A dehydrator allows you to preserve many different foods by drying them, but generally the electricity consumption is relatively high. This is because drying requires hot air to be generated, similar to an oven.
This is how much electricity a dehydrator uses
As is often the case with household appliances that work with heat, the automatic dehydrator also has a relatively high power that is required over a longer period of time.
- In an automatic dehydrator, all kinds of food are dried with the help of hot air. Since the water is completely removed, it is thus preserved and no longer spoils.
- One big advantage over bought dried fruit, for example, is that you yourself know exactly what has happened to the fruit. This is because sulphur dioxide or other chemicals are often used for preservation, which are not healthy and can even be dangerous for allergy sufferers.
- Dryers also come in a variety of types, which results in different power consumption. As an example, a Sedona dehydrator with a dehydration temperature of 40 degrees Celsius and all 9 shelves fully occupied requires about 7 kilowatt hours in 24 hours.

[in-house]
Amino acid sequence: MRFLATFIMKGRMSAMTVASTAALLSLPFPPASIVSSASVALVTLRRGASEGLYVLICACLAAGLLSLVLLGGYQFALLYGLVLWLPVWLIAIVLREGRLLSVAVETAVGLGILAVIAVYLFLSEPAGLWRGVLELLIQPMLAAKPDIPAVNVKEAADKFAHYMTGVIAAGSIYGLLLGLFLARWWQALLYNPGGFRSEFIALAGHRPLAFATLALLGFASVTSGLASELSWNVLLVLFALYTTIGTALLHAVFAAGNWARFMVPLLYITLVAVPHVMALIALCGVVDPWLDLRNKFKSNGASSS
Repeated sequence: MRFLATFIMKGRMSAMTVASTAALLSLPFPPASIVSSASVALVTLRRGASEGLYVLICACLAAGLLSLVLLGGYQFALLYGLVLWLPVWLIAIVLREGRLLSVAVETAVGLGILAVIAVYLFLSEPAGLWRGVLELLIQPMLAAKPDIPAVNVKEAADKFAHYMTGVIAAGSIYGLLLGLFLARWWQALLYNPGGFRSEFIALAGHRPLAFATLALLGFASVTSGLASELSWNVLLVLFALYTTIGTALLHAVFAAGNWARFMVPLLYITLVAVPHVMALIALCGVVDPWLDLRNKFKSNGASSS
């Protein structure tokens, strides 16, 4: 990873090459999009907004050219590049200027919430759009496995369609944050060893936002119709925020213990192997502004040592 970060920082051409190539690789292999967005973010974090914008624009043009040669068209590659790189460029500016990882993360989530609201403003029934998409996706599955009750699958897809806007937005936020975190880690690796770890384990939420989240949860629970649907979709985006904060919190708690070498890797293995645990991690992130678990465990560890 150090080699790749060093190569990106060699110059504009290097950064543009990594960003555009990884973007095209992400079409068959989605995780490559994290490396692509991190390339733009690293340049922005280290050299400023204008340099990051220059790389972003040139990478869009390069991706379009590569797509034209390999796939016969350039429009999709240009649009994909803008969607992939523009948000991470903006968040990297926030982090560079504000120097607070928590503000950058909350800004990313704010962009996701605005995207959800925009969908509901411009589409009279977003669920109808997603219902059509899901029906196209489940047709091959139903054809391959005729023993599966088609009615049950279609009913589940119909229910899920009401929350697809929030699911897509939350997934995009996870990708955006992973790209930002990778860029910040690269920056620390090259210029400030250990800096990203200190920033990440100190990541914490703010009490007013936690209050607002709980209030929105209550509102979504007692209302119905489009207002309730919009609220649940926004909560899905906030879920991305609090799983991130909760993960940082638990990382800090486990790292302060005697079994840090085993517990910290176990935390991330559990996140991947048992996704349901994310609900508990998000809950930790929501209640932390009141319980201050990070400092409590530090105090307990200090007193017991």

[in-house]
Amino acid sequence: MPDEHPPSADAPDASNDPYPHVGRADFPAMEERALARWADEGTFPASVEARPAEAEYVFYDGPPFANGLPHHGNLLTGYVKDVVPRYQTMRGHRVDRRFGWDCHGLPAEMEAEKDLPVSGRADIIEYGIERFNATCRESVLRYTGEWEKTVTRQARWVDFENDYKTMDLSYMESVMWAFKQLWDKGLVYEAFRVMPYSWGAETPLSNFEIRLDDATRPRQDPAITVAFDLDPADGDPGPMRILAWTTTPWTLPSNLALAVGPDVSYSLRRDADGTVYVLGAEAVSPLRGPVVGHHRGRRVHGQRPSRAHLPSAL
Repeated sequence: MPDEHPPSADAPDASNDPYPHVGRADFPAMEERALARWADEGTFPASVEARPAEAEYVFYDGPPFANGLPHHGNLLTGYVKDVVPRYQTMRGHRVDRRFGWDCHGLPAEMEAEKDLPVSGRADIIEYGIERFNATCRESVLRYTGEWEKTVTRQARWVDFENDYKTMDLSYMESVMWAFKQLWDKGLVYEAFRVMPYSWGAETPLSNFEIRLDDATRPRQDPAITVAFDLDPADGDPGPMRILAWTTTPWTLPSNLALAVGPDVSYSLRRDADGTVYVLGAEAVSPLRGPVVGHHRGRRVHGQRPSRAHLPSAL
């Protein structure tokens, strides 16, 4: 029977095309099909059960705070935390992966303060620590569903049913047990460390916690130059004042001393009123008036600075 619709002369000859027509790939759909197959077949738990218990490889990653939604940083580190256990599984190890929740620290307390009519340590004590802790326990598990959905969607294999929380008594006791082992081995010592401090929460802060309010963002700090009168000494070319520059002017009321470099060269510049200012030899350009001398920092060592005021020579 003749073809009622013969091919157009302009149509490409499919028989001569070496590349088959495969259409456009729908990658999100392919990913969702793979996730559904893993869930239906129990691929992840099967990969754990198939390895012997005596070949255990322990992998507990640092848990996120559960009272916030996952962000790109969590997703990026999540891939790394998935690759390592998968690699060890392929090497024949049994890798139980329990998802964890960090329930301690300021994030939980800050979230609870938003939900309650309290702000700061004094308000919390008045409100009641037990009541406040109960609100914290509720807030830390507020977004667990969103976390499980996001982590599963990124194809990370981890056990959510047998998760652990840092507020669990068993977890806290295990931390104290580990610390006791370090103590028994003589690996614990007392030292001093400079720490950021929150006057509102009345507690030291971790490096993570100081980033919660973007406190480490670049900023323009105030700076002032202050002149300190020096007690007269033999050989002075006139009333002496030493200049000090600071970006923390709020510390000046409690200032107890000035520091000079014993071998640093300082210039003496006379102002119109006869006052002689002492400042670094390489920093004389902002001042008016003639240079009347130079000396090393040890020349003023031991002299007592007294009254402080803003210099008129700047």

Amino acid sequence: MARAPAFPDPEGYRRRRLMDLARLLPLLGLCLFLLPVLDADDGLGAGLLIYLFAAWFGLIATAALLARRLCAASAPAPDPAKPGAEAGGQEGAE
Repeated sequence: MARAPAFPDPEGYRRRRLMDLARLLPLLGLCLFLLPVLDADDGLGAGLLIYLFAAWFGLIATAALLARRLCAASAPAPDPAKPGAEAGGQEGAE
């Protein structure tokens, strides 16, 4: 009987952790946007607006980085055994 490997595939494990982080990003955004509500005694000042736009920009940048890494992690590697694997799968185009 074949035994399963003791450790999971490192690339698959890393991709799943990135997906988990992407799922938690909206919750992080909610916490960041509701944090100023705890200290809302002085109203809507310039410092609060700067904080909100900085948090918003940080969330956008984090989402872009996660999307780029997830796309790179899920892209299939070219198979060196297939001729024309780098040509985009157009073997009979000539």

- If the unit is operated at the more energy-efficient level, this is only 4 kilowatt hours (kWh). Assuming an electricity price of 50 cents/kWh (as of September 2022), you end up with costs of 2 euros for the low level and around 3 euros for full operation.
- These are relatively high costs. But when you consider the amount you pay for a comparable amount of fruit or vegetables in dried form, dehydration seems quite inexpensive.